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Sharon Johnston and Mark Lee debut Menil Drawing Institute, dedicated to modern and contemporary drawing, on November 3

Photo by Richard Barnes, courtesy The Menil Collection, Houston.

Photo by Richard Barnes, courtesy The Menil Collection, Houston.

On November 3, the Menil Collection will open its new Menil Drawing Institute building, designed by the Harvard Graduate School of Design's Sharon Johnston and Mark Lee and their Los Angeles-based firm Johnston Marklee. Menil has also retained Michael Van Valkenburgh Associates as landscape architects to transform Menil's outdoor experience.

Menil established the Menil Drawing Institute in 2008, dedicated to the study, conservation, and exhibition of modern and contemporary drawings. In 2012, following a year-long, international search, Menil named Johnston and Lee as architects for the Institute's new building. The Menil Drawing Institute is the fifth and newest addition to the Menil Collection's Houston campus; according to Menil, the building is the first freestanding facility built expressly for the exhibition, study, conservation, and storage of modern and contemporary drawings.

Photo by Richard Barnes, courtesy The Menil Collection, Houston.
Photo by Richard Barnes, courtesy The Menil Collection, Houston.

Johnston and Lee's project totals 30,146 square feet and features a trio of spacious courtyards, as well as a design that modulates daylight to both illuminate and protect the Institute's delicate artwork. Attention to landscape and gardening, in collaboration with Van Valkenburgh and team, was fundamental to the building's design, Johnston notes; specifically, “trees are germane to the way light will work in the building,” she says.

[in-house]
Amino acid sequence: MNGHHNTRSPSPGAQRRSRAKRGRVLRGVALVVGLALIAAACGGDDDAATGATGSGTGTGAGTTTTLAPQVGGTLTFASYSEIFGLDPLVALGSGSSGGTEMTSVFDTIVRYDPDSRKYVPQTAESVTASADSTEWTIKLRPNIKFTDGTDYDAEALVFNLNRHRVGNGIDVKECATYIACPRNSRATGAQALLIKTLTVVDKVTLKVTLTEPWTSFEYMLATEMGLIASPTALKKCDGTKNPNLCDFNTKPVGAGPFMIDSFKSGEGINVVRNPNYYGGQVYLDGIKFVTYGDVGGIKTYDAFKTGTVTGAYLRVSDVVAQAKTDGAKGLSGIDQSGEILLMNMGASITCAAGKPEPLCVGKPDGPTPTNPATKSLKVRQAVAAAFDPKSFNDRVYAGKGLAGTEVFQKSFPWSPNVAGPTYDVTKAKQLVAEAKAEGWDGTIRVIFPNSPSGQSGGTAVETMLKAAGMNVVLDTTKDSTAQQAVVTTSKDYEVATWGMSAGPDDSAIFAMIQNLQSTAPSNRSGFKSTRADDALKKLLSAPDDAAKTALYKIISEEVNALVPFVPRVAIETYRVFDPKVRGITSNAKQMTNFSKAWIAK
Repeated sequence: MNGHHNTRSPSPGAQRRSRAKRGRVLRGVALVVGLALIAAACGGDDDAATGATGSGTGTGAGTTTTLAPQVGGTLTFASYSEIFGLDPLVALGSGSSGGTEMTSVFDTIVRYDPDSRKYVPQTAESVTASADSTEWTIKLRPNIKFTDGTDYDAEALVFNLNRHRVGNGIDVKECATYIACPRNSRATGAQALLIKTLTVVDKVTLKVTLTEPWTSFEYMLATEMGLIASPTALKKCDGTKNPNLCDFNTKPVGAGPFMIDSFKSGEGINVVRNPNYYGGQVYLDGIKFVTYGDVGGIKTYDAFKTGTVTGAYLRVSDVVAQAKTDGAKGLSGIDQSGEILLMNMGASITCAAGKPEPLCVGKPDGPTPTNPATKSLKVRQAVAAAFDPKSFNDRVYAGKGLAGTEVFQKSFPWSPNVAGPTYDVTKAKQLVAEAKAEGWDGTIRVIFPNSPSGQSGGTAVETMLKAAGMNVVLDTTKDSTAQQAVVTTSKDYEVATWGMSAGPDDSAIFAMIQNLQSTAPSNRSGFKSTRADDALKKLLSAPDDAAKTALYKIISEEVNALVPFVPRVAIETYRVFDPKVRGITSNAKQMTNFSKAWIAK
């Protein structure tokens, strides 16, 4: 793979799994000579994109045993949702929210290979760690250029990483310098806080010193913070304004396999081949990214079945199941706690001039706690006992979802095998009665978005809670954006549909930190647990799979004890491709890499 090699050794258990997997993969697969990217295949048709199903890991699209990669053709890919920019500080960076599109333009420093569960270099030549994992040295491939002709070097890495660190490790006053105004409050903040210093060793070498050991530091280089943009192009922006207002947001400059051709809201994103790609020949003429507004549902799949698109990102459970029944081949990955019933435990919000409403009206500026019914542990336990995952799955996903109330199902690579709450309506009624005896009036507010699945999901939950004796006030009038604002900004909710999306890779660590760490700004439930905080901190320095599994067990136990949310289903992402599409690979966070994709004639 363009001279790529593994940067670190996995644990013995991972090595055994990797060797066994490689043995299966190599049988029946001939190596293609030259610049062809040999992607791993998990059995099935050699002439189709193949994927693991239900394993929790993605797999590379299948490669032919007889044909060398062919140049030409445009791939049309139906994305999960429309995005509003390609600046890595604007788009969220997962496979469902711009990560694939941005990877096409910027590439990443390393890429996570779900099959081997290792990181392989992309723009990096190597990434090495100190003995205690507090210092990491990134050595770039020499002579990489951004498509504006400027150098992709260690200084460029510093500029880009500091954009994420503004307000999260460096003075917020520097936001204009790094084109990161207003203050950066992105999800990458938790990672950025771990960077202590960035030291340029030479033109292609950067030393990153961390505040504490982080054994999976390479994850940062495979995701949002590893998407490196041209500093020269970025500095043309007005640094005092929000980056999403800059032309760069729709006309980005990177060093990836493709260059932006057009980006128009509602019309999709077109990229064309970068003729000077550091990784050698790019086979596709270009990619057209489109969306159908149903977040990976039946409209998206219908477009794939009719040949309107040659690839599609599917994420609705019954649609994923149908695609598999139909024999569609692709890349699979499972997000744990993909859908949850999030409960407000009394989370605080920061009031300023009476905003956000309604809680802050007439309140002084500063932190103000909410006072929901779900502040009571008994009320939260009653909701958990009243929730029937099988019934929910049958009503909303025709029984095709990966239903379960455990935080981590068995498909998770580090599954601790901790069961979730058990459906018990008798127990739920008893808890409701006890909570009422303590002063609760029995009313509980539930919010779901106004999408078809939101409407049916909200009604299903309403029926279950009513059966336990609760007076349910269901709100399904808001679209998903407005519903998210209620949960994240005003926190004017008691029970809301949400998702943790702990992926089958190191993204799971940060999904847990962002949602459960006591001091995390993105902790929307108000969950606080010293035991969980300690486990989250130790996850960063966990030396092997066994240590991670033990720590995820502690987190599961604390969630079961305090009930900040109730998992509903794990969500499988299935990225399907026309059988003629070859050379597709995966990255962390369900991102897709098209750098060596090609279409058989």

In a video, Johnston and Lee discuss their design process and intention, citing the various influences that shaped their project as well as some of what they hope visitors gain from experiencing it.

Johnston speaks to the physical and conceptual juxtaposition of the public exhibition and the scholarly study of art, noting the proximity of the building's gallery space to its more intimate spaces for scholarship, including a study center and a conservation lab. She notes, too, that despite a comparatively small physical footprint, the Institute represents a uniquely collaborative space with an expansive ethos.

Johnston and Lee also speak to the lineage of architects whose design DNA permeates the Menil campus—among them, Philip Johnson (who designed the de Menil family residence) and Renzo Piano (architect of the Menil Collection's main center)—with Lee adding that, as he and Johnston responded to the design moves and intentions of their predecessors, he is excited to see how future campus architects might respond to the Drawing Institute.

Johnston and Lee also note the research into the de Menil family themselves—how they came to Texas, seminal buildings of theirs such as Rothko Chapel—and how this emphasis on lineage was fundamental to their design for the Drawing Institute. Among the other historical cues that informed Johnston and Lee's Drawing Institute design are the gable roofs that characterize houses in the surrounding neighborhood.

At the GSD, Johnston and Lee are Professors in Practice of Architecture, and Lee is Chair of the Department of Architecture. They established Johnston Marklee in 1998 and have since been recognized nationally and internationally with over 30 major awards. A book on the work of the firm, entitled HOUSE IS A HOUSE IS A HOUSE IS A HOUSE IS A HOUSE, was published by Birkhauser in 2016. This followed a monograph on the firm’s work, published in 2014 by 2G.

Among other pedagogy, Johnston and Lee taught the Spring 2018 option studio “Museum Island,” which made a site on the Menil Foundation campus its focus of investigation, as well as the Fall 2015 option studio “The Architectural Double in the Museum City,” which resulted in a corresponding Studio Report.

Photo by Richard Barnes, courtesy The Menil Collection, Houston.
Photo by Richard Barnes, courtesy The Menil Collection, Houston.